The United States Court of Appeals for the Seventh Circuit recently affirmed dismissal of a securities class action complaint based on the PSLRA pleadings standard clarified by the United States Supreme Court in Tellabs. Higginbotham, et al. v. Baxter International Inc., et al., No. 061312 (July 27, 2007). Specifically, the Seventh Circuit held that statements by “confidential witnesses” failed to establish the requisite “strong inference” of scienter to survive a motion to dismiss.

The Seventh Circuit explained that two principles established in Tellabs governed the appeal: (1) a complaint will survive a motion to dismiss only if a reasonable person would deem the inference of scienter cogent or at least as compelling as any opposing inference one could draw from the facts alleged; and (2) in applying this standard, the court must take into account plausible opposing inferences.

Applying this pleading standard, the Seventh Circuit held that:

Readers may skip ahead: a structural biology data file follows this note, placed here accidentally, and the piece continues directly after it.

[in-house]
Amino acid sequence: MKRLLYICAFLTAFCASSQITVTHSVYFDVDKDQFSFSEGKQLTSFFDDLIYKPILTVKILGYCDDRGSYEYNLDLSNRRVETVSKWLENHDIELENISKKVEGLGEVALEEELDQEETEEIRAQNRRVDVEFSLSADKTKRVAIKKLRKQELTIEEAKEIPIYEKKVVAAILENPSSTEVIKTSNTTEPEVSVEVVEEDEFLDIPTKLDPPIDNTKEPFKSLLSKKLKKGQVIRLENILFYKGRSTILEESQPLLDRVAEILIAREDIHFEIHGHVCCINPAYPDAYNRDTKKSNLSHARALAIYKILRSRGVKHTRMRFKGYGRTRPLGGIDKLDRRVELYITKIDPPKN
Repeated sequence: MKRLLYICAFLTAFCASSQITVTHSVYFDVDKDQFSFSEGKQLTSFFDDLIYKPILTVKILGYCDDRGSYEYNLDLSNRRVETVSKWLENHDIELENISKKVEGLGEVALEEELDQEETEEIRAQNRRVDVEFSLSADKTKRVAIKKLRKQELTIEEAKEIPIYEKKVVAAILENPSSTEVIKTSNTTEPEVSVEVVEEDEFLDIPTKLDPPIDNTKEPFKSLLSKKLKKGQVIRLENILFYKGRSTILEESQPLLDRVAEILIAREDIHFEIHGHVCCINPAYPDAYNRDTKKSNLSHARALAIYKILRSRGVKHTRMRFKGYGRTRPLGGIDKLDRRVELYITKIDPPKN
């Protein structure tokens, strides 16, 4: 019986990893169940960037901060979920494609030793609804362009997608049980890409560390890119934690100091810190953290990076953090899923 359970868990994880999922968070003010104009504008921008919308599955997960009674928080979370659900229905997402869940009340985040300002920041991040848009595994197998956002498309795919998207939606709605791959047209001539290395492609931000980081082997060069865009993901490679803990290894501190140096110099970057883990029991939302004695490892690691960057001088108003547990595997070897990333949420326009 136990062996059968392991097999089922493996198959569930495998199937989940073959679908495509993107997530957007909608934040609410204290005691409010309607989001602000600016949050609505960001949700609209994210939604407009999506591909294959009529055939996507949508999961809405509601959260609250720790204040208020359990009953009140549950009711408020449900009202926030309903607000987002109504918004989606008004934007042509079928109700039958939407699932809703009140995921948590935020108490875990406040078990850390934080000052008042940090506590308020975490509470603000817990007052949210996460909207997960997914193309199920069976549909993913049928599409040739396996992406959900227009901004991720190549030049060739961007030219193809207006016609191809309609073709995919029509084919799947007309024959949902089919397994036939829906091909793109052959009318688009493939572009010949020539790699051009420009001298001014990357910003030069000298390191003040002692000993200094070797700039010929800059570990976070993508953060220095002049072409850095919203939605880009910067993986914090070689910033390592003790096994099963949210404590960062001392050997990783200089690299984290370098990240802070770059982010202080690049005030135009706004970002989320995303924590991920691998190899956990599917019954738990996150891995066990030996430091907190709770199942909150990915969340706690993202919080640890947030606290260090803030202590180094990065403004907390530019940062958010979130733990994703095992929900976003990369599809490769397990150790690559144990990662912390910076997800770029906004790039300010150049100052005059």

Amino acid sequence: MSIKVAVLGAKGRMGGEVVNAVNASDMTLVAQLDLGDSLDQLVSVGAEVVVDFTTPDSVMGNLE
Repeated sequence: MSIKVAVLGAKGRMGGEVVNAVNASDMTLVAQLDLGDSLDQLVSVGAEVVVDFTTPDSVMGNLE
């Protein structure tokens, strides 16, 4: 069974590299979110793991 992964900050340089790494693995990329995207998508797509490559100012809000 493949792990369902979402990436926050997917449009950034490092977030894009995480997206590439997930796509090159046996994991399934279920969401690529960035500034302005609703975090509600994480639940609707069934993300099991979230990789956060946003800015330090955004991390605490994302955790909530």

[W]e must discount allegations that the complaint attributes to the five ‘confidential
witnesses’ . . . it is hard to see how information from anonymous sources could be
deemed ‘compelling’ or how we could take into account plausible opposing inferences.
Perhaps these confidential witnesses have axes to grind. Perhaps they are lying, perhaps
they don’t even exist.

The court further explained that “anonymity conceals information that is essential to the sort of comparative evaluation required by Tellabs. To determine whether a ‘strong’ inference of scienter has been established, the judiciary must evaluate what the complaint reveals and disregard what it conceals.” Because the identity of witnesses will ultimately have to be disclosed through discovery, concealing names at the complaint stage does not protect informers from disclosure. Concealing the identity of witnesses “does nothing but obstruct the judiciary’s ability to implement the PSLRA.”

The opinion is likely to lead to a new round of supplemental briefing in pending securities class actions across the country and indicates that, at least in cases brought within the Seventh Circuit, the use of confidential witnesses who have no intention of being revealed will not aid plaintiffs in surviving a motion to dismiss.

The Seventh Circuit’s full opinion can be found here. Prior posts concerning the Tellabs decision can be found here and here.